By BRUCE DENNILL
Sohn: Tremors 4
James Blunt: Moon Landing – Apollo Edition 7.5
Meghan Trainor: Thank You 6
Naming James: Into The Night 6.5
A producer as well as a singer, Vienna-based Englishman Christopher Taylor, aka Sohn, is partial to gentle electronica anchored by his own, high, Maxwell-esque vocals. His lyrics are almost universally melancholic, so Tremors as a whole becomes more mood music than standalone singles. That said, listening to the compositions in isolation helps to draw out their individual strengths, such as the empty hallway piano of Paralysed or the relative drive of the rhythm of Artifice, which also has a neat vocal hook. For the most part, though, this is pleasant music that’s easy to drift away from or ignore if something else grabs your attention.
This souped-up version of James Blunt’s 2013 album Moon Landing is a very generous package – 19 tracks on CD (versus 11 on the original album) plus 19 tracks on a DVD, which is a live recording of a performance at the Paleo Festival and includes many highlights from the singer-songwriter’s back catalogue. If nothing else, it’s a powerful argument against the odd trend in Blunt-hating, the basis of much of his social media notoriety (he takes obvious joy in tackling hecklers on Twitter). On the CD, there is perhaps 10 or 12 minutes of relative filler in the nearly 70-minute running time, with Satellites, Bonfire Heart, Miss America and Sun On Sunday just some of the highlights. And the DVD is just as strong, further backing up Blunt’s talent as not only consistently good songwriter, but as a bluff, engaging stage presence. This is an excellent option if you want an introduction to his work or don’t already own other versions of these recordings.
There are two distinct sounds embraced by Meghan Trainor on this collection: contemporary R&B of the sort showcased by Beyonce, Rihanna, Nicki Minaj and the like, and polished mainstream pop that nods towards Katy Perry and Taylor Swift. Trainor, courtesy initially of her huge hit All About That Bass, and now with the quality of these songs, all of which she has a hand in writing, has earned the right to be mention in that exalted (in commercial terms) company. But it’s still a little jarring to leap from something as rap and R&B-driven as No to the Sixties-inflected bounciness of Mom, and with 17 tracks on Thank You, it does feel like this is an artist trying to cover all the bases. That’s smart business, though, and the quality of the songs means any concerns about artistic commitment can be largely ignored. Me Too is funky and catchy; Hopeless Romantic a quiet, buskable ballad; and I Love Me another great example of Trainor’s laudable positive self-image lyrical theme. Thank You will further help entrench the singer in a couple of markets, and it’ll be interesting to see what direction she takes next.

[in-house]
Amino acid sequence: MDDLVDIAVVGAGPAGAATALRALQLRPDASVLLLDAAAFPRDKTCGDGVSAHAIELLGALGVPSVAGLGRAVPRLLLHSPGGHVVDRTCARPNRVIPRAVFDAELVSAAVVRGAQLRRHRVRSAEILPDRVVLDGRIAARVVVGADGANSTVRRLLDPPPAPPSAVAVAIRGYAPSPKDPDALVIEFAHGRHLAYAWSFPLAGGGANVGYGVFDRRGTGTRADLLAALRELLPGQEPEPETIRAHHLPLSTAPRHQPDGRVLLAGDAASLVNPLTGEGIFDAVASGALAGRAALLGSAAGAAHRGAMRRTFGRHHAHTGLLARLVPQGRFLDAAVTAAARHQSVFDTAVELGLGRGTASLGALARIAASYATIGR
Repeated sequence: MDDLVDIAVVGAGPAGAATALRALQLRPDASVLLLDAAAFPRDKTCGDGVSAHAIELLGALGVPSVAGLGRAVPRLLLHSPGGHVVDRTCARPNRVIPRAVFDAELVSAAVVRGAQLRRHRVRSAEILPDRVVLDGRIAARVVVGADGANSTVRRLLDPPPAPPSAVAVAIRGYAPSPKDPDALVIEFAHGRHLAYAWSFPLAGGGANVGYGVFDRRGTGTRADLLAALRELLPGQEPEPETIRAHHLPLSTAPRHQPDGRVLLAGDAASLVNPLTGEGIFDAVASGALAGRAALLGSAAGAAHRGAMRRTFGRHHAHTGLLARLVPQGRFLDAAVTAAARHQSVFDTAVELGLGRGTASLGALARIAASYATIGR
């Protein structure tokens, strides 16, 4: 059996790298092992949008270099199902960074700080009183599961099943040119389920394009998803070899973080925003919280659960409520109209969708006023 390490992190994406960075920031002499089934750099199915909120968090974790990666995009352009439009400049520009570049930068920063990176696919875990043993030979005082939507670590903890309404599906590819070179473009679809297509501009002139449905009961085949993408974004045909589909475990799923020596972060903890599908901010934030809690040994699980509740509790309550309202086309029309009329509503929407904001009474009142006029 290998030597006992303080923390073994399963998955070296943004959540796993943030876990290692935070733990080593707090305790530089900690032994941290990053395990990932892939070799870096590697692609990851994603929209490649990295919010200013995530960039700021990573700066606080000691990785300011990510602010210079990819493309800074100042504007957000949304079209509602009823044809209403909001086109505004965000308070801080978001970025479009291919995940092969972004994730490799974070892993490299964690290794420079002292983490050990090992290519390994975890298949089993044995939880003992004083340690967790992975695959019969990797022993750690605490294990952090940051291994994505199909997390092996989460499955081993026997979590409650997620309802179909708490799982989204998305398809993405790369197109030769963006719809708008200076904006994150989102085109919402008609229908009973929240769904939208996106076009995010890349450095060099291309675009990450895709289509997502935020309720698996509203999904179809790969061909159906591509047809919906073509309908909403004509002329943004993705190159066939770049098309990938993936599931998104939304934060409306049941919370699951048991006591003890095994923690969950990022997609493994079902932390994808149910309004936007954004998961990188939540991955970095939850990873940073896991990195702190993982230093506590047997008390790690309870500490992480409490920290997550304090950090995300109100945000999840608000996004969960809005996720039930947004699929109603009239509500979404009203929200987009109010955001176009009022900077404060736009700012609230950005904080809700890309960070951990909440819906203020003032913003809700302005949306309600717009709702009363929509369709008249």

Half of Naming James – guitarist Jay Bones and drummer Leighton Powell – is also in Rambling Bones, so it’s not surprising that the two bands share a rough-edged, ramshackle sound, driven by acoustic guitar and an in-your-face vocal delivery style. Opener Clap Hands borrows from a long line of songs based on the American children’s rhyme Once Upon A Time (The Goose Drank Wine) – interpreted in the Thirties as Little Rubber Dolly and in the Eighties as The Clapping Song. This version is earthier, bringing the rock and roll lifestyle into the frame more centrally. Best Days is as sunny as its title suggests, a more playlist-friendly option than perhaps anything else on the collection and possessed of an anthemic (if brief) chorus hook. Winds Of Change is not far off, suggesting the musical DNA of great South African bands like Bright Blue and Sons Of Trout. Mr Kink is an engaging ballad rather than a punk shout-out to a sex superhero, before The Kitchen again wanders happily into mainstream, albeit with the slight introspective mood imparted by its minor key. This is easy, natural musicianship, channelled into appealing storytelling packages.